Who will potentially benefit and what needs to happen before a patient starts receiving this drug?
Before a patient is recommended for this treatment they will undergo a series of tests to determine if they meet the disease criteria that has the best chance of seeing a positive outcome. I would say that the appropriate people are people with mild cognitive impairment due to Alzheimer’s disease, and people with very mild stage Alzheimer’s disease that are confirmed to have an elevated amyloid burden, so there’s biomarker verification that they have Alzheimer’s disease and not another form of dementia or cognitive impairment. That can happen through a PET scan, cerebral spinal fluid or, in the near future, through blood biomarkers. It is also important that patients are otherwise healthy and don’t have medical conditions or are on medications that increase their risk of developing and being harmed by amyloid related imaging abnormalities (ARIA). Patient selection needs to be extremely thoughtful and careful.
What will the follow-up care look like for patients who receive the drug?
Patients will need clinical and MRI monitoring for side effects particularly for amyloid related imaging abnormalities edema (ARIA-E) – swelling, or amyloid related imaging abnormalities hemorrhage (ARIA-H) –pinhead size bleeding. These symptoms are directly related to the mechanism of action of the drug. Removing beta amyloid (the plaque) out of the vessel walls in the depth of brain can often leave them temporarily leaky. This is what can cause the increased fluid content in the surrounding tissue that can result in swelling. Sometimes a small amount of blood can leak out as well. While some patients will have mild to moderate symptoms like headaches, confusion, walking and balance issues, as well as visual disturbances—65 to 75 percent of patients will have what we call clinically silent findings that can only be detected by an MRI. It is why all patients need to be closely monitored and if meaningful ARIA-E and or ARIA-H develops, then the dosing should be withheld to let the ARIA resolve before moving forward with dosing.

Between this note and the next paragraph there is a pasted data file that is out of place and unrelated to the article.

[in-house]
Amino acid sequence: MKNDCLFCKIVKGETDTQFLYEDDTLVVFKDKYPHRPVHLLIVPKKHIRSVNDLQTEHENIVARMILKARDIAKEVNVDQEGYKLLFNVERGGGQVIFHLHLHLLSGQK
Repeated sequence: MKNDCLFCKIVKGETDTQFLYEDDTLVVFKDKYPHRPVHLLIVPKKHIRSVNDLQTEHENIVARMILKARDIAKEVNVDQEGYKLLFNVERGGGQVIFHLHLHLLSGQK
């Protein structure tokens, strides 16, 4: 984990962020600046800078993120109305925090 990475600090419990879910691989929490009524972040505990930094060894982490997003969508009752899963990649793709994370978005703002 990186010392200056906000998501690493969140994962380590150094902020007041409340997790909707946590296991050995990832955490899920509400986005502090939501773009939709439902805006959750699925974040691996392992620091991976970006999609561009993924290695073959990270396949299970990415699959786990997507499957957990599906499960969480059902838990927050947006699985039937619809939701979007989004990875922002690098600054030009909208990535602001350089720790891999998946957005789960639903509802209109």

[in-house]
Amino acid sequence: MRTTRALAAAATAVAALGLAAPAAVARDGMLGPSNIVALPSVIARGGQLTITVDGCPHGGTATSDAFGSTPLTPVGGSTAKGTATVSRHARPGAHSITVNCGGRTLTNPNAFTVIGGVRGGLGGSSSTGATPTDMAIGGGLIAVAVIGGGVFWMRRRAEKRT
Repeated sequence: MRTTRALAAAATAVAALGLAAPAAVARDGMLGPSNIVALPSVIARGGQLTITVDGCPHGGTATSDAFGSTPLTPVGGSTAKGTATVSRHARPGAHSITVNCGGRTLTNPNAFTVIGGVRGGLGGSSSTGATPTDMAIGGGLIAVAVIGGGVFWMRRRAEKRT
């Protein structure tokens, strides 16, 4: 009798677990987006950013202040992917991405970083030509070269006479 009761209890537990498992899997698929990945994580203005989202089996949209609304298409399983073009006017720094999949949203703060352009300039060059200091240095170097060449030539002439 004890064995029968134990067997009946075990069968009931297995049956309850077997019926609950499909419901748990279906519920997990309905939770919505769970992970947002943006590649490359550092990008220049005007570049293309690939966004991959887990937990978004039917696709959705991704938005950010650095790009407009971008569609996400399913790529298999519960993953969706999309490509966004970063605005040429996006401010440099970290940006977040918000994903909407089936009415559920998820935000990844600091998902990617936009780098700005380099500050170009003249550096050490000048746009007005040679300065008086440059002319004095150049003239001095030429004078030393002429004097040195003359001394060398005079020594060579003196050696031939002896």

How soon could someone who meets the criteria to receive aducanumab start treatment?
That date is still an unknown. We don’t know when the drug will be on the market, although Biogen says soon. We also need the right space to properly administer the infusions for these patients. Furthermore, it is unclear how health insurance companies will cover the treatment. It’s estimated the medication will cost $56,000 per year for each patient with significant additional cost associated with the infusion delivery, clinical monitoring and imaging. We need to understand the cost so that we can be transparent with people because there is no benefit for you to go on this treatment for six months and quit. That will only thing expose you to the potential risks. This drug is a long term commitment; the therapeutic benefits arise well down the road.
What does this aducanumab mean for the future of treating Alzheimer’s disease?